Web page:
A recent trip to Downham Market resulted in a good collection of typographic images; this is the second post I have made from this same trip. Above is a  French sign donated by their twin town.

I was a little disappointed in how little stone cut lettering there was. Maybe I’ll see more when I go next time.

I love the composition of these two signs, old and new.

This sign marks an alley between two buildings, barely wide enough for a person, let alone a horse, rampant or otherwise!

Some interesting(?) stained glass on a private house that fronts directly onto the street. I like the idea that this house may once have been a pub…

There are still some good examples of 1960’s and 70’s signage in Downham too, like this bike shop…

And Reeds department store has held onto its curved corner glass despite the trend to replace everything with flat plate glass and plastic. Up above the tall shop fascia, right in between two windows is mounted this little sign, looking oddly scorched.

Nothing like a bit of Art Deco to set the scene, and a prominent local hostelry does quite well on the lettering too, with it’s large black 3D name across the castellated roofline, as well as a painted ironwork archway in front of the door.

This sign seemed a little overly elaborate for what it is, but I guess its position directly across from the local primary school necessitates its visual extravagance. On the school (Clackclose)  itself I found these disappearing letters on one of the school gates. On the other side it read GIRLS, but that was almost invisible. I imagine there was once a boys entrance too, but I could not find it.

I also spotted this  neat trompe l’oeil in a bricked up first floor window.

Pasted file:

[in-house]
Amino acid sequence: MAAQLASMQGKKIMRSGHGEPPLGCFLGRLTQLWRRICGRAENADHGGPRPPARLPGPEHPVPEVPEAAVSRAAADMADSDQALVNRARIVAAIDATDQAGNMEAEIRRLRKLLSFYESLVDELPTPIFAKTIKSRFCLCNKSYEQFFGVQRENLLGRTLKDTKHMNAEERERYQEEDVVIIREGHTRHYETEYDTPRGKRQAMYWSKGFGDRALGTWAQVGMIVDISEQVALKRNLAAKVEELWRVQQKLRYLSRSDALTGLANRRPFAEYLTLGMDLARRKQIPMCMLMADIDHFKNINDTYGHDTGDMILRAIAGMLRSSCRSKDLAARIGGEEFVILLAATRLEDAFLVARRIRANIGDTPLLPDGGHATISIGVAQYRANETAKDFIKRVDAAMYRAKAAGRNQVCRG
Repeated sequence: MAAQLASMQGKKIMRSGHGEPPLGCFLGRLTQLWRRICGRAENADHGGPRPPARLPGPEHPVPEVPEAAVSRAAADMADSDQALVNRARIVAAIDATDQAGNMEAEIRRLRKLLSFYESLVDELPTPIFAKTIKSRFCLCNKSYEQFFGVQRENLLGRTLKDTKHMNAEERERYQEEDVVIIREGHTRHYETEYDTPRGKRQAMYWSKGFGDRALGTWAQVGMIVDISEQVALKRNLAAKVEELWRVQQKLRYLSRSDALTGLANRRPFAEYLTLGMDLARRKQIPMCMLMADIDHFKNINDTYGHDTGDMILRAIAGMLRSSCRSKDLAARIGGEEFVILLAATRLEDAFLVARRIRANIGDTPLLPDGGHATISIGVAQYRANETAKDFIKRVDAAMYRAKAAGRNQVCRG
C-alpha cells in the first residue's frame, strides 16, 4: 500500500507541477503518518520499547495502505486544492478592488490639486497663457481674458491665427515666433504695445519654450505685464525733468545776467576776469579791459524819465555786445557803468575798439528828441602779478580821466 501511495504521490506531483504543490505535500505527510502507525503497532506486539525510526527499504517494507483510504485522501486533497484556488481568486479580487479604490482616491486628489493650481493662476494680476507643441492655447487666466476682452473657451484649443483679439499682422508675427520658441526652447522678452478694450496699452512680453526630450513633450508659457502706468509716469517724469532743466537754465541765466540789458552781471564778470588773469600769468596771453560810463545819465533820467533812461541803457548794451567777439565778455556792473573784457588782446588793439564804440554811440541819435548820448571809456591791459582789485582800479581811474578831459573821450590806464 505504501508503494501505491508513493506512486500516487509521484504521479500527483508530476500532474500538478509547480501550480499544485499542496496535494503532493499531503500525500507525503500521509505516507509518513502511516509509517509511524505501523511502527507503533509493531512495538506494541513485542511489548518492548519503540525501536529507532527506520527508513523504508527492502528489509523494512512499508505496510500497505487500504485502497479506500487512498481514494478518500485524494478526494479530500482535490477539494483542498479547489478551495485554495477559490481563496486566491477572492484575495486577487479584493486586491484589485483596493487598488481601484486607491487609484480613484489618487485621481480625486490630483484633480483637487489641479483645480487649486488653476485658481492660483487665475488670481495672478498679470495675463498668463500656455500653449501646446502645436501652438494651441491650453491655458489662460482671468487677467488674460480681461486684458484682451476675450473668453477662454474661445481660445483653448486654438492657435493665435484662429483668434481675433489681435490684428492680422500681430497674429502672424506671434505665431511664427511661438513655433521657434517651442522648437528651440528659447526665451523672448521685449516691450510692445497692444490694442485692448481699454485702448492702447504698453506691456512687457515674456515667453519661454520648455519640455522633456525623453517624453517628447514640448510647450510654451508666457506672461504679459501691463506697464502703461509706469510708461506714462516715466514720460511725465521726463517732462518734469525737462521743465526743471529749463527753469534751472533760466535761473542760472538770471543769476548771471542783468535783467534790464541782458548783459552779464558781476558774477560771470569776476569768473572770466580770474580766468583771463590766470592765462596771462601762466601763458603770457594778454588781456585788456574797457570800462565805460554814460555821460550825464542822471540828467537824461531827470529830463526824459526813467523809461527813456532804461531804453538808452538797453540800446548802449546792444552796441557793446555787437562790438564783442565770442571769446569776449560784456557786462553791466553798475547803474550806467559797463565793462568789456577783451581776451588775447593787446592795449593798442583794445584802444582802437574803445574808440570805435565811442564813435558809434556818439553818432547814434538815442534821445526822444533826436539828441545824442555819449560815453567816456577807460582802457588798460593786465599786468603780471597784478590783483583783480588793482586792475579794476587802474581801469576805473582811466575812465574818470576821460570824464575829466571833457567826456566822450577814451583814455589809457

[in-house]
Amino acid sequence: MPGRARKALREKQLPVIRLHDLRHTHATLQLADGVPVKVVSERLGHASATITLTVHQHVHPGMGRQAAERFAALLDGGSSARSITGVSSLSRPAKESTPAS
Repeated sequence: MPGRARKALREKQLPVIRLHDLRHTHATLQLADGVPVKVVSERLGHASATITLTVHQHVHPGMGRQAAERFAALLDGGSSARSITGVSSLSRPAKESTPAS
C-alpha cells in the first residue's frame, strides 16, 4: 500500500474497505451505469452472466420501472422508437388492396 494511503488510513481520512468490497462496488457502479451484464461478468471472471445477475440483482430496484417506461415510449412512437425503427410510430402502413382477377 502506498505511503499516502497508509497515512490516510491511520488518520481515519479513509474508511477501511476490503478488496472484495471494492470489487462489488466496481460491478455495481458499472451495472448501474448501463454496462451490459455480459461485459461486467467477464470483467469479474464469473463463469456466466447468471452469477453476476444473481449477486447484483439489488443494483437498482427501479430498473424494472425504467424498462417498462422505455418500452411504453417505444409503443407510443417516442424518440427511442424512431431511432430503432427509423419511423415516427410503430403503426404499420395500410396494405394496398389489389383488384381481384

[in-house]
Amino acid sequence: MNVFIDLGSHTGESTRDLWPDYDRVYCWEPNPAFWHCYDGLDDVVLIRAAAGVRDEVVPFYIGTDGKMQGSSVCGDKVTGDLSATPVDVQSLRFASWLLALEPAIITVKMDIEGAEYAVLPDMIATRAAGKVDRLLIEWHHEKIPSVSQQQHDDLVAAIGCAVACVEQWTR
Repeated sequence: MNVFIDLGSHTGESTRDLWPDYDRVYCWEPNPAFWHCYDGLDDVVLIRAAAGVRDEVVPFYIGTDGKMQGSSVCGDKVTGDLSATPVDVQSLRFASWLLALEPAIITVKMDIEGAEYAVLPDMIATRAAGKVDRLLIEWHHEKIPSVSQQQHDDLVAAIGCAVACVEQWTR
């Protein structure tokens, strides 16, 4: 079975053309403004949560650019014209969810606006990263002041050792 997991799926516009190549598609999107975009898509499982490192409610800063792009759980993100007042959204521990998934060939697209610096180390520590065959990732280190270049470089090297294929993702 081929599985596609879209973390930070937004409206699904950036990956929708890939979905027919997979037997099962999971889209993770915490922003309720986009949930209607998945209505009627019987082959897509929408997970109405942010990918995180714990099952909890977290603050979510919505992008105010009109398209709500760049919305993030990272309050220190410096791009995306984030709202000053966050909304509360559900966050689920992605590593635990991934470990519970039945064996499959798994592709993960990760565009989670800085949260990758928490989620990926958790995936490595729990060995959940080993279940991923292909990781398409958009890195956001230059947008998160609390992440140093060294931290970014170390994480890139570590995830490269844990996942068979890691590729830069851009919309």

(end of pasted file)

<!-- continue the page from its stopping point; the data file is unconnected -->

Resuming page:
My Fair Lady still proudly wears her outdated typography, whilst the SALE signs tacked up in the window look like they have seen much better days…

A little way down a very narrow alley with bars either end is this sign which obviously is left from an earlier period when the adjacent building had not been built.

Downham also has a ‘Posting Box’ too – very posh. Not far from here is a place I had forgotten existed:

I wanted to go in and get some more images but the lady inside looked exceptionally hostile. Taking heed of the sign above the door I reluctantly passed on, but not before taking this one through the window:

Near to the war memorial, high up on the gable end of a house is this small stone sign. Whilst on the memorial itself (very traditional, very poignant) is this sign:

Any particular persons? Or just persons in general? Is there a problem with persons getting on the memorial in Downham? Is this just a Health and Safety message in general? Perhaps we’ll never know…

There is a little 1970’s shopping precinct right in the town centre, and in the middle of a large expanse of beige brickwork I came across these two stones.

As I arrived back at the car park at the end of my visit I was greeted by a little typographic advertising. A fitting end.